Kenneth Grahame was on to something when he wrote these words in 1908: "There is nothing — absolutely nothing — half so much worth doing as simply messing about in boats." Grahame was retired then, from the Bank of England, and writing down the stories he told his son about the River Thames. Some of them wound up in "The Wind in the Willows," and though it's a child's book, it still reflects the fascination some of us have with the watery side of the world.
I do most of my messing about in boats from a rocking chair these days, just like the ones that adorn the porches and decks and docks of hundreds of little places along the Intracoastal Waterway and the little bayside and creekside towns that dot the East Coast's tangle of rivers and sounds and ports and backwaters.
They most recently included a week with two other couples on a Deltaville porch deck looking over Broad
Creek in Virginia's Middlesex County. Morning coffee on the porch turned into afternoon drinks and daylong reading, all the time keeping an eye on the high-dollar sportsfishermen and the bright white workboats that rumbled and grumbled their way down the creek and out onto the wide Rappahannock, just a few miles above its junction with the Chesapeake Bay. You can steam or sail anywhere in the aquatic world from Deltaville, of course, but we looked for the crabbers and the sloops and cutters and kayakers and boat-scopers who noodled and puttered back and forth every day on that quiet stretch of water.
Nearly six decades after Grahame wrote about boats, Otis Redding and Steve Cropper captured the serenity of watching the water in "Sitting on the dock of the bay:"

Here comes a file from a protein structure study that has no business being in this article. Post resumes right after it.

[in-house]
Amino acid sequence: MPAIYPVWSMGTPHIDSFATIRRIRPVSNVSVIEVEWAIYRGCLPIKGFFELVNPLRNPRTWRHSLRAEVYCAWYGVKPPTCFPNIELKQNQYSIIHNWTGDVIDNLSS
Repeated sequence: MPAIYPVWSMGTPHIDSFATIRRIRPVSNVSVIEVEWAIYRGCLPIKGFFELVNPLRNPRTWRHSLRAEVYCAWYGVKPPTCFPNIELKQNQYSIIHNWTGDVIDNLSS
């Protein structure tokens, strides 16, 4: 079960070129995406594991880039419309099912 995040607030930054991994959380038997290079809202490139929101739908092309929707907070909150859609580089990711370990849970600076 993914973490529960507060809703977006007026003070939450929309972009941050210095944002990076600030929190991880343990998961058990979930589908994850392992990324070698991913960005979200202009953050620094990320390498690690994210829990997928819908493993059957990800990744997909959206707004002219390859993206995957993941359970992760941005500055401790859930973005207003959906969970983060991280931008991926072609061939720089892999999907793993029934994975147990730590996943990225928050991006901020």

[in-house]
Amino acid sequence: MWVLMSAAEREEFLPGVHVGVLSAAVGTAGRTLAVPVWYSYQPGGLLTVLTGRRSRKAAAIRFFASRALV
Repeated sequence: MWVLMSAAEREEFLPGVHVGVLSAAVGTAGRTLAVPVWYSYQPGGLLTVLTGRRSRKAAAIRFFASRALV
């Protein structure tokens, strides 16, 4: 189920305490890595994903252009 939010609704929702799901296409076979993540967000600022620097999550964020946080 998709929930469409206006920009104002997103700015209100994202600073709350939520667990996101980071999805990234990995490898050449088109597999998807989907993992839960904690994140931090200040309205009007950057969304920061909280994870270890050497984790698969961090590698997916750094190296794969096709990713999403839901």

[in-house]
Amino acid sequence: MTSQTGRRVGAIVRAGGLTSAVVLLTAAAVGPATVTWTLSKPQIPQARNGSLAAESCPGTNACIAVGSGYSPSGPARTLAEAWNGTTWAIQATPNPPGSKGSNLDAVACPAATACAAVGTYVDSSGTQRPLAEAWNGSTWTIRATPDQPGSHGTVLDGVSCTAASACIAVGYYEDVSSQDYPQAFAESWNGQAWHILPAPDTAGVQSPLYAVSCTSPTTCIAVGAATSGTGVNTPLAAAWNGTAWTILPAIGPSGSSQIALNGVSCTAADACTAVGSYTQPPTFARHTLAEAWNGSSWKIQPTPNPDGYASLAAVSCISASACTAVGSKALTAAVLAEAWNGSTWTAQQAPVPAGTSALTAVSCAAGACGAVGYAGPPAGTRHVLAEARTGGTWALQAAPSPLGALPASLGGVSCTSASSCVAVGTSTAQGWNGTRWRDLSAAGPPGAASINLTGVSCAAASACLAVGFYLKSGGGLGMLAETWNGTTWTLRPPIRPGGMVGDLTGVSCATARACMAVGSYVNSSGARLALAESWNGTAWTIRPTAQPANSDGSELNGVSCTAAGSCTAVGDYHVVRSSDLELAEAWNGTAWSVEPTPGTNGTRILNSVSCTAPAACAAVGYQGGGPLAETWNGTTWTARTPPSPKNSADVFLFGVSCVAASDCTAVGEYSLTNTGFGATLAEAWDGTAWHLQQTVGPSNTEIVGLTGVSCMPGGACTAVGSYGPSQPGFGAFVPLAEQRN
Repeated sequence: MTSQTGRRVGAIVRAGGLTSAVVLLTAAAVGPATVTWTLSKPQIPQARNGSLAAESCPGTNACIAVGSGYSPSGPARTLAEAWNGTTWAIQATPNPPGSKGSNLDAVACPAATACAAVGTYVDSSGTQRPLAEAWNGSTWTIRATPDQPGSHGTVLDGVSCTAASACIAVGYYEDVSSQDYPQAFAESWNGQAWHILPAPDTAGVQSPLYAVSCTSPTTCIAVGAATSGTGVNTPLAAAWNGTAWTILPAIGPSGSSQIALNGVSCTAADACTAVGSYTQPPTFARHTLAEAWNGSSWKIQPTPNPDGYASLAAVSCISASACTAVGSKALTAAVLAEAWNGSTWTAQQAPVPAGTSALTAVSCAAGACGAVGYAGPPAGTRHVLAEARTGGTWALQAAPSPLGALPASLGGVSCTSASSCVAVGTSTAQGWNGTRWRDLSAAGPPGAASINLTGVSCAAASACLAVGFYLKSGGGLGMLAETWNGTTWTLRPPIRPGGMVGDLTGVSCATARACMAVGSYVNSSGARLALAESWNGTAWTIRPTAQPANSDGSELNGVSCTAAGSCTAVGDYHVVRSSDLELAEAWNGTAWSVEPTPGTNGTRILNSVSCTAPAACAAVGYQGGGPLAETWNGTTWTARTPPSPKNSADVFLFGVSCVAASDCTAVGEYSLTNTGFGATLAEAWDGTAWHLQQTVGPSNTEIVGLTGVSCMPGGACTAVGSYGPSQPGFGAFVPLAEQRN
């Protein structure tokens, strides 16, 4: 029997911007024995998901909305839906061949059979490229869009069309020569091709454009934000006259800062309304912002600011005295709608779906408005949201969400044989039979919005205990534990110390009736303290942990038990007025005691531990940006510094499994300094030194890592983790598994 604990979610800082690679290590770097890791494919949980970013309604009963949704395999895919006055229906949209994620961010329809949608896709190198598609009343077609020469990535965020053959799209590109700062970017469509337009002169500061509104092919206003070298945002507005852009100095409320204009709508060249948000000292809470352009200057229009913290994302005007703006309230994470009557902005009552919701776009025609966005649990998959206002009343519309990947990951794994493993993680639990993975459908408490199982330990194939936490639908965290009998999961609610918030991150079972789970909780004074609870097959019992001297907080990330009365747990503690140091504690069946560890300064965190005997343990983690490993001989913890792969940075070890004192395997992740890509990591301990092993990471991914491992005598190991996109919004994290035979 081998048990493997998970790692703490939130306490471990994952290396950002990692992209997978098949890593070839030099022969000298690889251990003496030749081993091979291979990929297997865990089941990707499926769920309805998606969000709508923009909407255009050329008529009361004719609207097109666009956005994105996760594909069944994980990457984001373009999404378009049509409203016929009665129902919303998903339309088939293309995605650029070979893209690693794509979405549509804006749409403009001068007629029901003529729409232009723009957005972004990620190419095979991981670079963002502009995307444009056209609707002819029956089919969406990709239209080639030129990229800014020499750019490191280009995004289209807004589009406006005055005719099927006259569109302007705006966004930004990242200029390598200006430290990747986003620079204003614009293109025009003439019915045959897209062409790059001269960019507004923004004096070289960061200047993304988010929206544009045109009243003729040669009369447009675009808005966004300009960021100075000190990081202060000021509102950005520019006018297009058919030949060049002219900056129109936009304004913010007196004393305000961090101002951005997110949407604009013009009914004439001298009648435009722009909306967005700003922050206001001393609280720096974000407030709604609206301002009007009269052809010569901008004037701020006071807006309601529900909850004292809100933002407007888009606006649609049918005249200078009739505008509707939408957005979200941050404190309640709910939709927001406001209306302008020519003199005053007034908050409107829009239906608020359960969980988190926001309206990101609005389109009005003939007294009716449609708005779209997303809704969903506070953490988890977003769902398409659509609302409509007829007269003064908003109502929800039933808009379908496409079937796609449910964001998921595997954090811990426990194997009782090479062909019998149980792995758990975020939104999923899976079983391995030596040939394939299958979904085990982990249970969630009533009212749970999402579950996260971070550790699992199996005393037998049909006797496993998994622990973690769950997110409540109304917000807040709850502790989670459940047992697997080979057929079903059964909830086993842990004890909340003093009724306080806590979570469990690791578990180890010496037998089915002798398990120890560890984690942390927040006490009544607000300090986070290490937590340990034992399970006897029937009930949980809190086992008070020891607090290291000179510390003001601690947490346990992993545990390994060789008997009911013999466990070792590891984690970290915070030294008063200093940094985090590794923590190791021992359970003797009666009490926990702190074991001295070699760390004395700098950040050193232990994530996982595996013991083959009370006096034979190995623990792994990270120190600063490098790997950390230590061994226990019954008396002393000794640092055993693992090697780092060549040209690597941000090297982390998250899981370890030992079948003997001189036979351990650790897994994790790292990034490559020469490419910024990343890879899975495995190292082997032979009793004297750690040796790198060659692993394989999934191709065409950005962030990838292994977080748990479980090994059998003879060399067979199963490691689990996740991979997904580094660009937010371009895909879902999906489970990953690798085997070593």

Sittin' in the mornin' sun
I'll be sittin' when the evenin' come
Watching the ships roll in
And then I watch 'em roll away again, yeah
I'm sittin' on the dock of the bay
Watchin' the tide roll away,
I'm just sittin' on the dock of the bay
Well, not wasted in my book, anyway. The six of us plowed through I don't know now many books — a dozen at least, while sitting on that porch, when we weren't off testing restaurants for crabcakes or oyster po'boy sandwiches or the next round of craft beers or small-batch bourbons. And somehow we found time to mess about a couple of days in a fine, handsome Cape Dory 33 sloop our friends keep at a nearby marina, just a five-minute walk from our upstairs perch.
The wind was up in the high teens on one sail, which involved more hanging on and bracing for gusts into the 20's while thrashing up towards the iconic 1957 Robert Norris bridge over to Kilmarnock. A sail later in the week was calmer, jetting out into the Chesapeake on one long starboard tack and returning to the Broad Creek daymarkers on one long port tack on a rising wind.
In our sailing and motoring days we have seen the Intracoastal up close from Vero Beach to Oriental, and shorter stretches of the more northerly sections. We have also spent a good deal of productive time sitting on docks in river towns like Beaufort and Beaufort — distinctly different places that provide spectacular views of the riverine and inlet worlds — and quiet places like Pecan Grove Marina just off Shop Gut near Oriental, where we recovered from a white squall on the lower Neuse, and the old River Forest Marina just off the waterway in Belhaven. So we're adding Deltaville to our list of grand places to sit and watch 'em roll in, and watch 'em roll away again. Wasting time, you know, is easy, but knowing where to do — that's the key.